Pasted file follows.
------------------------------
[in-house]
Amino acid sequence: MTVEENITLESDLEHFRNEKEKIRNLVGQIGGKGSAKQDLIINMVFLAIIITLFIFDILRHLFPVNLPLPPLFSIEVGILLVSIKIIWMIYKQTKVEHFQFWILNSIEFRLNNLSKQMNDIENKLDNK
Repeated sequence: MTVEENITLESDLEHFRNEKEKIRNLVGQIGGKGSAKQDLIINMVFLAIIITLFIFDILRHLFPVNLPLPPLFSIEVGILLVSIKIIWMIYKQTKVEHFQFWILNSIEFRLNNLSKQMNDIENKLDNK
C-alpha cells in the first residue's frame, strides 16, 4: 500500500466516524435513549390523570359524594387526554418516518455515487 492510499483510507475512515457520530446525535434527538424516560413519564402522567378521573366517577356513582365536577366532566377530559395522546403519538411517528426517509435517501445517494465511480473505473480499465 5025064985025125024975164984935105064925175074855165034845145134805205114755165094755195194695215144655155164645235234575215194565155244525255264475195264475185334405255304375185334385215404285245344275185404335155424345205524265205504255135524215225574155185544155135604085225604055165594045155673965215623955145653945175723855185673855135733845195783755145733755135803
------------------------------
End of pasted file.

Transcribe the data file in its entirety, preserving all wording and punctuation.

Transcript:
[in-house]
Amino acid sequence: MTVEENITLESDLEHFRNEKEKIRNLVGQIGGKGSAKQDLIINMVFLAIIITLFIFDILRHLFPVNLPLPPLFSIEVGILLVSIKIIWMIYKQTKVEHFQFWILNSIEFRLNNLSKQMNDIENKLDNK
Repeated sequence: MTVEENITLESDLEHFRNEKEKIRNLVGQIGGKGSAKQDLIINMVFLAIIITLFIFDILRHLFPVNLPLPPLFSIEVGILLVSIKIIWMIYKQTKVEHFQFWILNSIEFRLNNLSKQMNDIENKLDNK
C-alpha cells in the first residue's frame, strides 16, 4: 500500500466516524435513549390523570359524594387526554418516518455515487 492510499483510507475512515457520530446525535434527538424516560413519564402522567378521573366517577356513582365536577366532566377530559395522546403519538411517528426517509435517501445517494465511480473505473480499465 5025064985025125024975164984935105064925175074855165034845145134805205114755165094755195194695215144655155164645235234575215194565155244525255264475195264475185334405255304375185334385215404285245344275185404335155424345205524265205504255135524215225574155185544155135604085225604055165594045155673965215623955145653945175723855185673855135733845195783755145733755135803